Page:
The Clinician Honor Roll is a measurable marker on the path to change and achieves a consensus at all levels for the need to prevent and manage hepatitis B. As such, the Hep B Free Clinician Honor Roll is supported by the San Francisco Department of Public Health and the Region 9 Office of the U.S. Department of Health and Human Services (HHS). This support has included participation by the Regional Health Administrator’s office of HHS Region 9 in meetings with the CEOs and CMOs of local health plans and health systems to encourage participation in the Honor Roll program and to use HIT to improve hepatitis B prevention and management efforts. The office of San Francisco’s Director of Public Health, meanwhile, makes direct phone calls to physicians that have not yet joined the honor roll to encourage their participation. These efforts have fostered new private/public and community/healthcare partnerships.
One barrier for HIT to effectively impact public health is the many different computer systems being used by all the different healthcare organizations. Each institution can only affect patients in its own HIT system. In San Francisco, universal participation in the Honor Roll was the first step for bringing all the institutions together who otherwise would not meet collectively due to competitive business reasons; this included all the private hospitals, insurance plans and major physician groups (known as Independent Physician Associations or IPAs). Together, they comprise the San Francisco Hepatitis B Quality Improvement Collaborative (QIC), formed as an initiative of SF Hep B Free with the partnering leadership of the AsianWeek Foundation and the University of California at San Francisco’s Clinical and Translational Science Institute .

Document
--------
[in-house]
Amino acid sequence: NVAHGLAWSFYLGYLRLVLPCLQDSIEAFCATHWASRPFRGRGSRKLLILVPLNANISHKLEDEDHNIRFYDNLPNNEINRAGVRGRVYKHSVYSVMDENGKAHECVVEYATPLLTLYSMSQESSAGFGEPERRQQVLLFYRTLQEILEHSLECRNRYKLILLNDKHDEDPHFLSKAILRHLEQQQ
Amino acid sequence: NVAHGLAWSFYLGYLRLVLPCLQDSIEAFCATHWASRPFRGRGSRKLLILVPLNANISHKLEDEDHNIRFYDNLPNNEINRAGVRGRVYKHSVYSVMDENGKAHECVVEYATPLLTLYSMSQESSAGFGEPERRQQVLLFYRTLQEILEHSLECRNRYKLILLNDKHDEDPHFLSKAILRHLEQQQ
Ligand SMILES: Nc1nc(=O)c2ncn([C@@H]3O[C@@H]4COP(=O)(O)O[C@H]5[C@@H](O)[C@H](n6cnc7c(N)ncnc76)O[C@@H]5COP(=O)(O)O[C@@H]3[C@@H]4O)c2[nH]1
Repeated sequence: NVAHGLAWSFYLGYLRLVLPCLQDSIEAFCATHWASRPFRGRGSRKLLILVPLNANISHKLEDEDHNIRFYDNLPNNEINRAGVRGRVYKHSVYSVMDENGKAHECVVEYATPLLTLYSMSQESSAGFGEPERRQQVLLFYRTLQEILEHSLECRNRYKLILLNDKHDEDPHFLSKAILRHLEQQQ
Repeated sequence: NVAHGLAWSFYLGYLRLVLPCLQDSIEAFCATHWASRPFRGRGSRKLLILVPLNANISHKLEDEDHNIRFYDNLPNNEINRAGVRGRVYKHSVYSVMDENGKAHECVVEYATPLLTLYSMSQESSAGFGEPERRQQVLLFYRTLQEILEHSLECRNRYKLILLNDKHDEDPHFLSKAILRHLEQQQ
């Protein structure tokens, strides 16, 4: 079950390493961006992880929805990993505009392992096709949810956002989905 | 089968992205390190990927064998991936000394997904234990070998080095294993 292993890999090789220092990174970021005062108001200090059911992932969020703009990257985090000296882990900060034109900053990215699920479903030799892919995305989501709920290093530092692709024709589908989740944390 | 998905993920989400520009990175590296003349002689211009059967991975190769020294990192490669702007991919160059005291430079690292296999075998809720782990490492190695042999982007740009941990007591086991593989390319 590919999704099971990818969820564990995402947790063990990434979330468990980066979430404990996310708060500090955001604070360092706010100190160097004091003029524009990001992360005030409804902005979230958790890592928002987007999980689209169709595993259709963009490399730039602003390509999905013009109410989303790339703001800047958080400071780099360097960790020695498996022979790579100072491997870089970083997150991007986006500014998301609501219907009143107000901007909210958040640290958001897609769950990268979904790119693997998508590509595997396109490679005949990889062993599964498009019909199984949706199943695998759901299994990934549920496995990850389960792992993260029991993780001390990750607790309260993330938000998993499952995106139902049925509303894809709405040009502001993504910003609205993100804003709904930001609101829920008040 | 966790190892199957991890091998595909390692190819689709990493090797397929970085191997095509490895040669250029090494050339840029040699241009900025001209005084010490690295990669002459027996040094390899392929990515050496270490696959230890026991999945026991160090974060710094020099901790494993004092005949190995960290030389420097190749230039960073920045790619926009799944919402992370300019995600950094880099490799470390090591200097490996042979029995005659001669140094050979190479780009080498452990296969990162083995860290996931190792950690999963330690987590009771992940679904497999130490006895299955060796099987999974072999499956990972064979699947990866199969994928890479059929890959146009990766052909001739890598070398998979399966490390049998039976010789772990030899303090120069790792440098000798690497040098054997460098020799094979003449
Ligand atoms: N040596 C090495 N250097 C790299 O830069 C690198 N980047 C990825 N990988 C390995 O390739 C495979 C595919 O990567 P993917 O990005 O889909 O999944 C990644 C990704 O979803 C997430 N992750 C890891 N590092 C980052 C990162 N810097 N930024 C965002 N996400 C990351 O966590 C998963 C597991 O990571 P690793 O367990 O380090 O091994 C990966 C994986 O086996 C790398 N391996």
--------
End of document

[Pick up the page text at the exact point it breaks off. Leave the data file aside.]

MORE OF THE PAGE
Among other things, the QIC seeks to improve the use of HIT for gathering data on hepatitis B practices across all participating health care systems. Accomplishments include collectively prioritizing data points for hepatitis B measures, conducting a baseline assessment amongst all San Francisco health systems on hepatitis B policies and resources, and unprecedented collection and evaluation of provider-reported HBV and hepatocellular carcinoma (HCC) screening practices.
The HHS Office of Minority Health is currently supporting pilot HIT projects at two QIC member institutions in San Francisco to use Electronic Medical Records (EMR) to screen, identify, monitor and treat hepatitis B infection. Members of the San Francisco Hepatitis B QIC are actively involved in advising these pilots. Their participation increases buy-in among the QIC for these approaches, familiarizing members with the implementation of HIT changes that will, hopefully, ease implementation of similar EMR activities in their own practices and systems in the future.
Hep B Free’s efforts in San Francisco show that community leadership is effective in developing HIT programs for improving public health. Community groups have the legitimacy to bring disparate and competing interests together to collaborate on developing a shared solution. By prioritizing community interests over competition, proprietary systems are not developed sporadically with only limited implementation. On the path to ending hepatitis B, community efforts have helped lead the establishment of a shared, collaborative platform for using HIT to make hepatitis B prevention care and treatment universal.